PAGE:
1

Example with a context:

Suspension is a common practice in the workplace for being in violation of an organization's policy, or major breaches of policy. Work suspensions occur when a business manager or supervisor deems an action of an employee, whether intentional or unintentional, to be a violation of policy that should result in a course of punishment, and when the employee's absence during the suspension period does not affect the company.

I was just wondering what this expression might really mean and how to correctly understand it. Any ideas?

2

This sentence is better parsed as

...should result in a course of punishment...

Here, course of punishment is equivalent to a plan for punishment. Course in this context is like a route/plan, as in an obstacle course or a race course.

2

This is course sense 5a:

5a) a regular manner of procedure ⇒ "the law must take its course"

So something like "an established procedure":

that should result in an established procedure of punishment

which is probably laid out in the company policy.

  • Can you cite the source of your definition? Just to be precise for fun, not to put down your quite good answer so far: "...should result in an established procedure of punishment" is unclear. – Jim Reynolds Feb 6 '15 at 3:59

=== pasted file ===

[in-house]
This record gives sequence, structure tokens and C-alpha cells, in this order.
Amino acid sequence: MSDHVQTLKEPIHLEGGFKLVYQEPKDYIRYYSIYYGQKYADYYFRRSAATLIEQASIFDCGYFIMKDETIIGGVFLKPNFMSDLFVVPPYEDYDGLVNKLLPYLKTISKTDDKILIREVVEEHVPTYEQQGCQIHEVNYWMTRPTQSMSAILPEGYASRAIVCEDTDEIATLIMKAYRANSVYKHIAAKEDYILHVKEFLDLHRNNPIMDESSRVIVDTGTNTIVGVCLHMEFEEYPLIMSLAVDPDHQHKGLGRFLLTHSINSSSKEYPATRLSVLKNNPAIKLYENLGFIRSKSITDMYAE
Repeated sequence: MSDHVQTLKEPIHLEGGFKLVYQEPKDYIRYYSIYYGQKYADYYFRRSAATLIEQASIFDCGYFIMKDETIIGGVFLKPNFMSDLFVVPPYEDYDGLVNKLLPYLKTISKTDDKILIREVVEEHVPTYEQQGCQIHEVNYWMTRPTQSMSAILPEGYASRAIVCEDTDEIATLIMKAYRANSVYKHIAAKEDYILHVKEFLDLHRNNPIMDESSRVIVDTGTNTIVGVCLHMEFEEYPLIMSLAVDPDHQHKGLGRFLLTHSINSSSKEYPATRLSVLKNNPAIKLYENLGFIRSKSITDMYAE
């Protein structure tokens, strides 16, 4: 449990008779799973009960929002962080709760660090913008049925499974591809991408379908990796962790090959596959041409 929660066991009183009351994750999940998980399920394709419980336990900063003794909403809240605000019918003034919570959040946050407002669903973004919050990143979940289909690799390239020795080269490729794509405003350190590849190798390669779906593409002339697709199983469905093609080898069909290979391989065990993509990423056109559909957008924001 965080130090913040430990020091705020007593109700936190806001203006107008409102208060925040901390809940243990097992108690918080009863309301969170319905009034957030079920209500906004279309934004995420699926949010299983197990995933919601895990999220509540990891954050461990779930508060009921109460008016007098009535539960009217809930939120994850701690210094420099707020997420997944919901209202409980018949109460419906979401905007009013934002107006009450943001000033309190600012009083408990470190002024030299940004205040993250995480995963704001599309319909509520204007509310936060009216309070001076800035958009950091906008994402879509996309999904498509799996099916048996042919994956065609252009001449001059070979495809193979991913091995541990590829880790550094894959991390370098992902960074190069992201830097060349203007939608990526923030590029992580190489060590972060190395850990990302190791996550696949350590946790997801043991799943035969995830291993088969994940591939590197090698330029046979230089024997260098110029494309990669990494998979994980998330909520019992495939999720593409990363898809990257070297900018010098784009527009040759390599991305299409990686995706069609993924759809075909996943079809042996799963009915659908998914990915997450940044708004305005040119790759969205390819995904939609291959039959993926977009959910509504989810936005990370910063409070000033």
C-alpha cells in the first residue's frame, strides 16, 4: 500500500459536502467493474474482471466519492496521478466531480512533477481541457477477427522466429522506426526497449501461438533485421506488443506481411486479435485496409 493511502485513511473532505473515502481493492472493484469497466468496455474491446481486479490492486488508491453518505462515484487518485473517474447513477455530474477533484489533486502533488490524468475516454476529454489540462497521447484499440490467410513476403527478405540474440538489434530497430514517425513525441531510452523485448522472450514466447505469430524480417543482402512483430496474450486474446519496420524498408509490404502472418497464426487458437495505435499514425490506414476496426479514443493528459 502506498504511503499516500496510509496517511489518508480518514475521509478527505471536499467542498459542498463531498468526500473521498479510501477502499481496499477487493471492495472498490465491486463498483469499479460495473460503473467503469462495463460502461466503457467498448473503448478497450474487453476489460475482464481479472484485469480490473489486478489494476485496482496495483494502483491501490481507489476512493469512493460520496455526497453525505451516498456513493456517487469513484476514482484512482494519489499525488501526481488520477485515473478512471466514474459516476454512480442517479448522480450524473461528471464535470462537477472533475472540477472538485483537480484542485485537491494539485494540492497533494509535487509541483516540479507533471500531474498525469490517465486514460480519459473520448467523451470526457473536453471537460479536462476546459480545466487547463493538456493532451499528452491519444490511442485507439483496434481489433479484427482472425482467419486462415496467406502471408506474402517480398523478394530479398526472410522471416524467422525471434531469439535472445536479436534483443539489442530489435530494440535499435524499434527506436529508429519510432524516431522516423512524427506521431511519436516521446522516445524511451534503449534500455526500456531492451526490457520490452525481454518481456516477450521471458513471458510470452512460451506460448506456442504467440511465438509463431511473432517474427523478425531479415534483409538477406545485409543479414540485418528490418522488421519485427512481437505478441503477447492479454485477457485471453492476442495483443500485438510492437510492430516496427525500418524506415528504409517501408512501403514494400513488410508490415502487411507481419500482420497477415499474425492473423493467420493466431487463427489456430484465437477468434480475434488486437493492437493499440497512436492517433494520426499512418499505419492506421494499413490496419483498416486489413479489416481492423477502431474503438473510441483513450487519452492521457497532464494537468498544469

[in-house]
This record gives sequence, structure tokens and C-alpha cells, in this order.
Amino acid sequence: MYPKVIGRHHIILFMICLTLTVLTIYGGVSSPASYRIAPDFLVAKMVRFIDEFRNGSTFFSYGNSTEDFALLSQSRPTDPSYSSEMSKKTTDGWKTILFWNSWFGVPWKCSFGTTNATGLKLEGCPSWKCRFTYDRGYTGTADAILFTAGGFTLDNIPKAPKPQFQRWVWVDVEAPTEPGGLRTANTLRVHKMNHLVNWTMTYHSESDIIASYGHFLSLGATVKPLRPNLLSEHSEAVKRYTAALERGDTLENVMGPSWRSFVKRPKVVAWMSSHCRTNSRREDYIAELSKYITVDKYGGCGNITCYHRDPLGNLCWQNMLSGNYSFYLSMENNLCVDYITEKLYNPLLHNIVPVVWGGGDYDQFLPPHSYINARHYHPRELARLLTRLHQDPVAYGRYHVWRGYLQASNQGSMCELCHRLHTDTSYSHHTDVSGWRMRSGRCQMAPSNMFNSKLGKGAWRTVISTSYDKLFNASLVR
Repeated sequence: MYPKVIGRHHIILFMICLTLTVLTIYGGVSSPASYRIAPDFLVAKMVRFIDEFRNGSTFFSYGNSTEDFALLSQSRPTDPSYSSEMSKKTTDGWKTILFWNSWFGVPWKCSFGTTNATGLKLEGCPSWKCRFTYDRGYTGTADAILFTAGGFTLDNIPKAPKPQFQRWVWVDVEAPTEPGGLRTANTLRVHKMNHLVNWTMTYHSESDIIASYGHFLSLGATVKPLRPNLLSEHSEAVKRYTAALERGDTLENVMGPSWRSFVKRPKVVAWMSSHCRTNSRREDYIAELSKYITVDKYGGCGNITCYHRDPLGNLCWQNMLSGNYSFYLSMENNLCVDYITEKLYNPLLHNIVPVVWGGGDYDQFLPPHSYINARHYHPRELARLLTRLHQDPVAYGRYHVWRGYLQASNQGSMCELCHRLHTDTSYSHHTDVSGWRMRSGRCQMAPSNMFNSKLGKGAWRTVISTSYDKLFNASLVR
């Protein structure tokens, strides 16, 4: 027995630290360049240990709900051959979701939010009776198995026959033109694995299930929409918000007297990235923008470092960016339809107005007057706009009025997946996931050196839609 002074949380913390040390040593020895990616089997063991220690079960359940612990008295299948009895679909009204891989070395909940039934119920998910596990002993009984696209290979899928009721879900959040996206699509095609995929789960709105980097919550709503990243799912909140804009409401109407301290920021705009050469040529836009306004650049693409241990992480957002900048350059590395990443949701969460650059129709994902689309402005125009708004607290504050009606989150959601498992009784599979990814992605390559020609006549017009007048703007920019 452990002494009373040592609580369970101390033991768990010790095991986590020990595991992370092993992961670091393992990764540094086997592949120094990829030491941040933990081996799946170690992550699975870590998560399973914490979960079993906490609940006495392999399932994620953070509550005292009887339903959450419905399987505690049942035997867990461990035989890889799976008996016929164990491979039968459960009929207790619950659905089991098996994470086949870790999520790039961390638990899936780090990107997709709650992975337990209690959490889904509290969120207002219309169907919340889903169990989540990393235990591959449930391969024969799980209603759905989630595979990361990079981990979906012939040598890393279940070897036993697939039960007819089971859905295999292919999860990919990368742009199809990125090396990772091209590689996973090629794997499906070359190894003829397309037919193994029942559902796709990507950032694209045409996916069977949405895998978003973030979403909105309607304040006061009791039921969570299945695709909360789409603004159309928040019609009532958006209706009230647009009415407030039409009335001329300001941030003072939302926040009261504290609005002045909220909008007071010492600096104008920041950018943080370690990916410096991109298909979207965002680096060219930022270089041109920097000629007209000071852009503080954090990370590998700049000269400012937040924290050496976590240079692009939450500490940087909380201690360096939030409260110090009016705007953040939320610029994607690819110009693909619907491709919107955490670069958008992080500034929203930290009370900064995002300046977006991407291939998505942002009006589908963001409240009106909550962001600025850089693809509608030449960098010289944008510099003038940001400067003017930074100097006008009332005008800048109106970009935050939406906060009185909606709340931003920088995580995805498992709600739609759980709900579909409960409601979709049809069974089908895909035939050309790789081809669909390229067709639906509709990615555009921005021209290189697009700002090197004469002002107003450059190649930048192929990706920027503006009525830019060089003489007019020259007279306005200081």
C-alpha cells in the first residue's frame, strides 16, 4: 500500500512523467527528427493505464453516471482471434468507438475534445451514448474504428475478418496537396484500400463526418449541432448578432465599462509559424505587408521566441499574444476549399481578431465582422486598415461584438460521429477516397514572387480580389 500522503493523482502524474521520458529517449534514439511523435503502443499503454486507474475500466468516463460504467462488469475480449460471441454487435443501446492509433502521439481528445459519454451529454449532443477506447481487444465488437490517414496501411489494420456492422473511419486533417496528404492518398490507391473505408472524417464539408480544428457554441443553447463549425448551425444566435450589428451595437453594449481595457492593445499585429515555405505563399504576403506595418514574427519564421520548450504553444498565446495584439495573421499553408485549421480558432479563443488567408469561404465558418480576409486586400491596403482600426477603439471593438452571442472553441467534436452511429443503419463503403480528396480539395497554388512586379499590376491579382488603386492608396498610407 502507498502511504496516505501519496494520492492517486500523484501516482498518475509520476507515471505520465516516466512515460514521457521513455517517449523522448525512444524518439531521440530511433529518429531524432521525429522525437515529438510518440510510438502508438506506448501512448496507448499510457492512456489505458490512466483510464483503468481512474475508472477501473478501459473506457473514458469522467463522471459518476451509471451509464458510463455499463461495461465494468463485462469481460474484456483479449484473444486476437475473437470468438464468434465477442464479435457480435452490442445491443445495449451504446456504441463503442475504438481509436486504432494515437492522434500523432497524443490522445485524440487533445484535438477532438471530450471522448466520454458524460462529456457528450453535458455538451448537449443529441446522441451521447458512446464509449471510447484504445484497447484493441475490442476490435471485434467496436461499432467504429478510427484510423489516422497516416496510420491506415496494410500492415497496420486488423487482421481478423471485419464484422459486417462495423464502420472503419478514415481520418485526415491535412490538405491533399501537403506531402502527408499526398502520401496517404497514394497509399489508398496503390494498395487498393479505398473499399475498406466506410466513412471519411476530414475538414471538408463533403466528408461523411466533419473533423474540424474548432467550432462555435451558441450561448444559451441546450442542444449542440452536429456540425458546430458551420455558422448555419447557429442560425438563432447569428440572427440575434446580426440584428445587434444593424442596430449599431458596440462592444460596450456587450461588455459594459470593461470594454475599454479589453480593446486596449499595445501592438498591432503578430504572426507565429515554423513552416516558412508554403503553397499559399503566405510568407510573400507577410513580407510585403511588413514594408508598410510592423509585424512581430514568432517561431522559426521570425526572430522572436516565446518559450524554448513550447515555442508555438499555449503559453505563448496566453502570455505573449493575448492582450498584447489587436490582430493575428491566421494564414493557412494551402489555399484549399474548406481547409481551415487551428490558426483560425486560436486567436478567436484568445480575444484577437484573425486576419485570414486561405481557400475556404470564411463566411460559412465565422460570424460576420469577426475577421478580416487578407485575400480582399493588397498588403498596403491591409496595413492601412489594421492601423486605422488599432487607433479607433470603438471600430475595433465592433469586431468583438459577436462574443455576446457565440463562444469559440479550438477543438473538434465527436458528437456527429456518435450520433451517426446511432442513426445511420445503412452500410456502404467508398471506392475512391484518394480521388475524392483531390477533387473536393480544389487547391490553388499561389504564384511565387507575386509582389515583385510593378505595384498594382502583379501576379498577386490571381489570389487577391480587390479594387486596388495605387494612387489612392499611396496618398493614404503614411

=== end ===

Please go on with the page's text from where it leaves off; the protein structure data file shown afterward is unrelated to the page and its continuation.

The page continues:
• @JimReynolds The source (Collins) is linked above. I made up the example. Point is that "course" refers to those steps of "punishment" that are prescribed by some rules or policy, such as you lose your bonus, you lose your seniority, you get demoted, etc. The actual "course" would depend on the details of what happened. – user3169 Feb 6 '15 at 6:49
  • Oh. I was looking for a blue word to signify a link. I'm saying that your example is unclear: what does it mean for something to result in a procedure? – Jim Reynolds Feb 6 '15 at 7:03

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